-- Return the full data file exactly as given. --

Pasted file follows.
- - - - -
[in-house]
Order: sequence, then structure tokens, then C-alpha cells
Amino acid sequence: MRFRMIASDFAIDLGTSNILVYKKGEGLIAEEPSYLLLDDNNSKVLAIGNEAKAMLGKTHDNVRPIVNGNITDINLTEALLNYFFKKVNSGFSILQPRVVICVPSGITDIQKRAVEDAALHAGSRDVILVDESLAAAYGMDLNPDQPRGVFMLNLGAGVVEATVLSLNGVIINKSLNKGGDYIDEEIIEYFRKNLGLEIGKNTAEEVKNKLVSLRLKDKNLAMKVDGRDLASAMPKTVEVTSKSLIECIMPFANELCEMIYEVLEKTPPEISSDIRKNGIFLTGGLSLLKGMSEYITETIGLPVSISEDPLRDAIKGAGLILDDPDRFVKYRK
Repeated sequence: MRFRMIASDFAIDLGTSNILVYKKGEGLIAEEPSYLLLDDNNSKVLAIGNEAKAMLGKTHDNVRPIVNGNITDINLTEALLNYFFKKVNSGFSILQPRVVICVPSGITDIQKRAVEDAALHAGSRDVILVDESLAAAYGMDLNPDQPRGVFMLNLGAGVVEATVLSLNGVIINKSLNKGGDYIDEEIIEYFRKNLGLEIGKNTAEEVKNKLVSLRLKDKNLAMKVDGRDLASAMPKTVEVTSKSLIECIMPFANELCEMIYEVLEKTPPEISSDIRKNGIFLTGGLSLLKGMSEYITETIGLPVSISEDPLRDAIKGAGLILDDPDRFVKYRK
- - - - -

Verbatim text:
[in-house]
Order: sequence, then structure tokens, then C-alpha cells
Amino acid sequence: MRFRMIASDFAIDLGTSNILVYKKGEGLIAEEPSYLLLDDNNSKVLAIGNEAKAMLGKTHDNVRPIVNGNITDINLTEALLNYFFKKVNSGFSILQPRVVICVPSGITDIQKRAVEDAALHAGSRDVILVDESLAAAYGMDLNPDQPRGVFMLNLGAGVVEATVLSLNGVIINKSLNKGGDYIDEEIIEYFRKNLGLEIGKNTAEEVKNKLVSLRLKDKNLAMKVDGRDLASAMPKTVEVTSKSLIECIMPFANELCEMIYEVLEKTPPEISSDIRKNGIFLTGGLSLLKGMSEYITETIGLPVSISEDPLRDAIKGAGLILDDPDRFVKYRK
Repeated sequence: MRFRMIASDFAIDLGTSNILVYKKGEGLIAEEPSYLLLDDNNSKVLAIGNEAKAMLGKTHDNVRPIVNGNITDINLTEALLNYFFKKVNSGFSILQPRVVICVPSGITDIQKRAVEDAALHAGSRDVILVDESLAAAYGMDLNPDQPRGVFMLNLGAGVVEATVLSLNGVIINKSLNKGGDYIDEEIIEYFRKNLGLEIGKNTAEEVKNKLVSLRLKDKNLAMKVDGRDLASAMPKTVEVTSKSLIECIMPFANELCEMIYEVLEKTPPEISSDIRKNGIFLTGGLSLLKGMSEYITETIGLPVSISEDPLRDAIKGAGLILDDPDRFVKYRK